Source: The White House Cookbook, F.L. GilletteFiled under Remedy | Tags: alcohol, beeswax, borax, camphor, camphor ice, castile soap, chap, chapped, chapped skin, chapping, egg, egg yolk, face, gloves, glycerin, glycerine, hands, hard water, lips, mutton, oatmeal, oil, rose water, soap, soft, soften, sweet oil, tallow, toilet, toilettte, water, wax, whitehouse, yolk | Comment (0)
Four ounces of ammonia, four ounces of white Castile soap cut fine, two ounces of alcohol, two ounces of Price’s glycerine and two ounces of ether. Put the soap in one quart of water over the fire; when dissolved add four quarts of water; when cold add the other ingredients, bottle and cork tight. It will keep indefinitely. It should be made of soft water or rain water. To wash woolens, flannels, etc., take a teacup of the liquid to a pail of lukewarm water, and rinse in another pail of water with half a cup of the cream. Iron while damp on the wrong side. For removing grass stains, paint, etc, use half water and half cream.
Source: The Golden Age Cook Book, H. L. DwightFiled under Remedy | Tags: alcohol, ammonia, castile soap, cream, dwight, ether, flannel, glycerin, glycerine, grass, japanese cream, paint, soap, stains, wool | Comment (0)
Take a large handful of lavender blossoms, and the same quantity of sage, mint, rue, wormwood and rosemary. Chop and mix them well. Put them into a jar, with half an ounce of camphor that has been dissolved in a little alcohol, and pour in three quarts of strong clear vinegar. Keep the jar for two or three weeks in the hot sun, and at night plunge it into a box of heated sand. Afterwards strain and bottle the liquid, putting into each bottle a clove of garlic sliced. To have it very clear, after it has been bottled for a week, you should pour it off carefully from the sediment, and filter it through blotting paper. Then wash the bottles, and return the vinegar to them. It should be kept very tightly corked. It is used for sprinkling about in sick-rooms; and also in close damp oppressive weather. Inhaling the odour from a small bottle will frequently prevent faintness in a crowd.
It is best to make it in June.
This vinegar is so called from an old tradition, that during the prevalence of the plague in London the composition was invented by four thieves, who found it a preservative from contagion; and were by that means enabled to remain in the city and exercise their profession to great advantage, after most of the inhabitants had fled.
Source: Directions for Cookery, in its Various Branches, Eliza LeslieFiled under Remedy | Tags: alcohol, camphor, contagion, crow, faintness, garlic, lavender, leslie, mint, rosemary, rue, sage, sand, sick room, suckroom, thieves, thieves vinegar, vinegar, wormwood | Comment (0)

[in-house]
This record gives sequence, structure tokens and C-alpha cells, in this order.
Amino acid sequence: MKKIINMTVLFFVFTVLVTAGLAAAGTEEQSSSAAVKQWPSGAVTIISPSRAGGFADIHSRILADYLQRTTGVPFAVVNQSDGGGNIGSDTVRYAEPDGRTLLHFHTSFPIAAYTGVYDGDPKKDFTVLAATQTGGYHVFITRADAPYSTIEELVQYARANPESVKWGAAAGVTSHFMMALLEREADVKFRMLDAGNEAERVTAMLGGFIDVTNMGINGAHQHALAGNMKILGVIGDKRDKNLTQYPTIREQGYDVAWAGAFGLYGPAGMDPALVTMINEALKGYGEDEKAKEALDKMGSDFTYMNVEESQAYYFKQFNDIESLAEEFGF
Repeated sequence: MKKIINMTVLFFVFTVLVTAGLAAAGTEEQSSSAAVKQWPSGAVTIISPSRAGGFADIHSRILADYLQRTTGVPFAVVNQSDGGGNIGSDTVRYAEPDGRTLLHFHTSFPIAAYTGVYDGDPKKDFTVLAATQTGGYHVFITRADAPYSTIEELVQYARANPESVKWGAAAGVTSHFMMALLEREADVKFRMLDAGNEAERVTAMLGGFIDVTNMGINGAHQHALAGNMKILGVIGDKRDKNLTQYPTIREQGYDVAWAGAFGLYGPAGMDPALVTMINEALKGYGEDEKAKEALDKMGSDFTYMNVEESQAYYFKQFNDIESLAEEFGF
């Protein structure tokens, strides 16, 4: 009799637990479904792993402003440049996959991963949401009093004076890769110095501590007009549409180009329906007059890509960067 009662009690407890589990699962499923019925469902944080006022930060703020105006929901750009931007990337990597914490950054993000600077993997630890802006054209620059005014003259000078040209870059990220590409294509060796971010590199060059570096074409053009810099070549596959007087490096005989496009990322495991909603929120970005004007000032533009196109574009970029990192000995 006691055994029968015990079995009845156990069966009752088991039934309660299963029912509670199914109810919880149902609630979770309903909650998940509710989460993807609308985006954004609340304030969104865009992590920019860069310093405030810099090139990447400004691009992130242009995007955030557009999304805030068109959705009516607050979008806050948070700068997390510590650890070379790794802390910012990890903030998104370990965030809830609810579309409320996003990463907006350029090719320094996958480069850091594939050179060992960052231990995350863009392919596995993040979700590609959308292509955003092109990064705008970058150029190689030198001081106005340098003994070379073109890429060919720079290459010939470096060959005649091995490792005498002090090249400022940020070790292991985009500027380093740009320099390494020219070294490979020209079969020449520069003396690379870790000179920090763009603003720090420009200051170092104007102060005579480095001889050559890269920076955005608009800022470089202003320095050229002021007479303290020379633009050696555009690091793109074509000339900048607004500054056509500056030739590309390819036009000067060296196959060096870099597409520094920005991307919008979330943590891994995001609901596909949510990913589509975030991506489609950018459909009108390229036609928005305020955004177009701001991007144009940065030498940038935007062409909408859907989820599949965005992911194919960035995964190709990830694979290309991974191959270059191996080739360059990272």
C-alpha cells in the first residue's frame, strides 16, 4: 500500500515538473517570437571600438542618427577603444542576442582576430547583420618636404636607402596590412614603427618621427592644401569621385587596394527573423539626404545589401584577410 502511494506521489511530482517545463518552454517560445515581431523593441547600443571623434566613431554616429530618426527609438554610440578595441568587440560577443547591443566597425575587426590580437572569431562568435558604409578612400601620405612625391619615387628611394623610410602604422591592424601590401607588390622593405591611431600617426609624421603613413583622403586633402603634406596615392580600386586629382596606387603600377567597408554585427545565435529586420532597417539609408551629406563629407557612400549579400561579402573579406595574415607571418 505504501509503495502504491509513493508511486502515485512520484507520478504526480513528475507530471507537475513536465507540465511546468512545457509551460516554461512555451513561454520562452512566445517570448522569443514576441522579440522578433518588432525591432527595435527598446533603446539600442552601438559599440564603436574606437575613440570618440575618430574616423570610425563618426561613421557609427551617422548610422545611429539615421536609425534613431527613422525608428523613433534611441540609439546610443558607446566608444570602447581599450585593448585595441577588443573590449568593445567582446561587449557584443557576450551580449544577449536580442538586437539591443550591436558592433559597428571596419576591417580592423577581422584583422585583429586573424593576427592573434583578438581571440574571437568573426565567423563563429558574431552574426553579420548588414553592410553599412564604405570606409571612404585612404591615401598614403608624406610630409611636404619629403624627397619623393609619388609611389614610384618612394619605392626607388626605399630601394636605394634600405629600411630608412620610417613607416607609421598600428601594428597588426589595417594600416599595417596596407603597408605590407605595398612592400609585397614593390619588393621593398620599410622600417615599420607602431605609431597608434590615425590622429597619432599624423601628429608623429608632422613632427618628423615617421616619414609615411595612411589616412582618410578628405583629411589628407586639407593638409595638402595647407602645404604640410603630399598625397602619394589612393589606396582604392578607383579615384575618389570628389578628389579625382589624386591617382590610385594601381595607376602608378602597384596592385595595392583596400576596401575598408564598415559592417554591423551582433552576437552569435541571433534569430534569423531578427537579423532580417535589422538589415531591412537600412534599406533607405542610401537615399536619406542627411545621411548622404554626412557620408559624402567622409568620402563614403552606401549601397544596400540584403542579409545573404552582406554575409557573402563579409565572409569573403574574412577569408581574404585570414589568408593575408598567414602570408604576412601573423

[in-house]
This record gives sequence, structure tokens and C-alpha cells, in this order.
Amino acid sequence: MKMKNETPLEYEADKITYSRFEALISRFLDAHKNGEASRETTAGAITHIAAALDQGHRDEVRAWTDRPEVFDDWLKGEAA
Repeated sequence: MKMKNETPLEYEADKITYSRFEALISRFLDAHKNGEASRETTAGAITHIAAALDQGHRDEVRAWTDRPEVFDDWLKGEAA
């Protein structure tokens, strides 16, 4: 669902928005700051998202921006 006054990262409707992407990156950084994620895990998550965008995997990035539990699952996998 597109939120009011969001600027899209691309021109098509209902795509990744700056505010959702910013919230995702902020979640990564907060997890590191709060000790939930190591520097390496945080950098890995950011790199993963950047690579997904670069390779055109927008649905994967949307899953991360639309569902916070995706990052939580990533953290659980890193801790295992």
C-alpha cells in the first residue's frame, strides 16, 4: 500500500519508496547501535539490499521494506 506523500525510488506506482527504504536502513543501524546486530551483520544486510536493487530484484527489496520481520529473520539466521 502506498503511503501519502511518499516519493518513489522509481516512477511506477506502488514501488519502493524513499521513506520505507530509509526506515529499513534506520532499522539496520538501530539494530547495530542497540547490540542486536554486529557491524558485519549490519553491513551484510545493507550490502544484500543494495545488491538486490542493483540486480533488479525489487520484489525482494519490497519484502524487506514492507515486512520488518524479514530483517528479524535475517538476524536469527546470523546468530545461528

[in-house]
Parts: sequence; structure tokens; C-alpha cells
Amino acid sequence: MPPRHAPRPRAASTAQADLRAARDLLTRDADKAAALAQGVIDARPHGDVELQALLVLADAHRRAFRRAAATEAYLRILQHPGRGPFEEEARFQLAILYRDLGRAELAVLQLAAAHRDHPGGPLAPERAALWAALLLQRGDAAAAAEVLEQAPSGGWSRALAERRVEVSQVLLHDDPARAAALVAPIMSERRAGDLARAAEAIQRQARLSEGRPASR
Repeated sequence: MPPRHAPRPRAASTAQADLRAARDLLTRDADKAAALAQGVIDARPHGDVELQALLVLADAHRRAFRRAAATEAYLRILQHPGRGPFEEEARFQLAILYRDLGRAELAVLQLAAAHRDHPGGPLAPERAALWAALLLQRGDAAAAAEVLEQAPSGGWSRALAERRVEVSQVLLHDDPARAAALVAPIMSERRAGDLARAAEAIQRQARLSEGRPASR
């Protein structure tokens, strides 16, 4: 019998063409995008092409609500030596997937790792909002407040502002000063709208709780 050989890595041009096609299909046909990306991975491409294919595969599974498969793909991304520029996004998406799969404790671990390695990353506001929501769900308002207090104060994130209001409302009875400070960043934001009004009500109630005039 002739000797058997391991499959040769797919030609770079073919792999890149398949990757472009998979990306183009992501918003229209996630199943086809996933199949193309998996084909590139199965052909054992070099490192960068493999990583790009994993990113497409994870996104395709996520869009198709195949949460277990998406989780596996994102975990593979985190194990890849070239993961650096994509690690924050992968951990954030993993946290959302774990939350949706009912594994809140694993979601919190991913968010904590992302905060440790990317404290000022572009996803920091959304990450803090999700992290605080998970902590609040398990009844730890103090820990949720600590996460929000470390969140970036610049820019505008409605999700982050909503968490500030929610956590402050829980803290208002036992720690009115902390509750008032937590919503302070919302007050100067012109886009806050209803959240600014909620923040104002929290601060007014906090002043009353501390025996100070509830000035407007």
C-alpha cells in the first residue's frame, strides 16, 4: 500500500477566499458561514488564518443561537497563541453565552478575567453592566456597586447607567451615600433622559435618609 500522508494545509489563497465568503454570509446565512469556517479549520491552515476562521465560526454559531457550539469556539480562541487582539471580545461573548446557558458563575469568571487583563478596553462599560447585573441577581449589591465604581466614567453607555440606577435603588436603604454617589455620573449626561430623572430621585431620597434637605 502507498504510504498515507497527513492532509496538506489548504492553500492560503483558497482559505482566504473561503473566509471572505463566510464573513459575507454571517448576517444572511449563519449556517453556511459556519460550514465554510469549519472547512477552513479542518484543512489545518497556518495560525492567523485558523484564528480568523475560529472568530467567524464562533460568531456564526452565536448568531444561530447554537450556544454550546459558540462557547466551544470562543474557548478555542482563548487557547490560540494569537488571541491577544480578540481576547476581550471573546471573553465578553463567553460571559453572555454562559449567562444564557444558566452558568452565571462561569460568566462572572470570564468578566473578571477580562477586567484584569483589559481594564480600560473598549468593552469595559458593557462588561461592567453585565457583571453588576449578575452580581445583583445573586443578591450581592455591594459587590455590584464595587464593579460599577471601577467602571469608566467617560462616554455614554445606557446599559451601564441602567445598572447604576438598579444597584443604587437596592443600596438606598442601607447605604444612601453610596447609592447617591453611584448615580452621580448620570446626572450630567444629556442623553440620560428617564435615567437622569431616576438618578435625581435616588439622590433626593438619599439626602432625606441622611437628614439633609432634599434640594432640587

For a cold in the head just appearing inhale spirits of camphor. Put one or two drops of camphor on a small lump of sugar, dissolve in a wine glass of water, (one gill) and take a teaspoonful every half hour. Take a good cathartic or drink four or five glasses of hot water at bed time and in half an hour follow with four more glasses of hot water. Gargle sore throat with warm water and alcohol or warm water and salt using one level teaspoon of salt to a pint of water. If cold has made the throat or lungs sore, dip a cloth in cold water, wring dry and spread it on throat or chest. Cover with three thicknesses of dry flannel and bind it on securely. Take a hot foot bath and go to bed. This treatment should cure your cold. If is doesn’t it will be a wise thing to call a physician in the morning before alarming symptoms are developed. Bathe frequently, drink plenty of water and keep the bowels in regular action and prevent colds.
Source: Civic League Cook BookFiled under Remedy | Tags: alcohol, bowels, camphor, cathartic, chest, civic, cold, colds, flannel, foot bath, gargle, lung, lungs, salt, spirits of camphor, sugar, throat | Comment (0)
Bay rum two pints, alcohol one pint, castor oil one ounce, carb. ammonia half an ounce, tincture of cantharides one ounce. Mix them well. This compound will promote the growth of the hair and prevent it from falling out.
Source: The White House Cookbook, F.L. GilletteFiled under Remedy | Tags: alcohol, ammonia, bald, baldness, bay rum, cantharides, castor oil, hair, hair growth, hair loss, rum, scalp, whitehouse | Comment (0)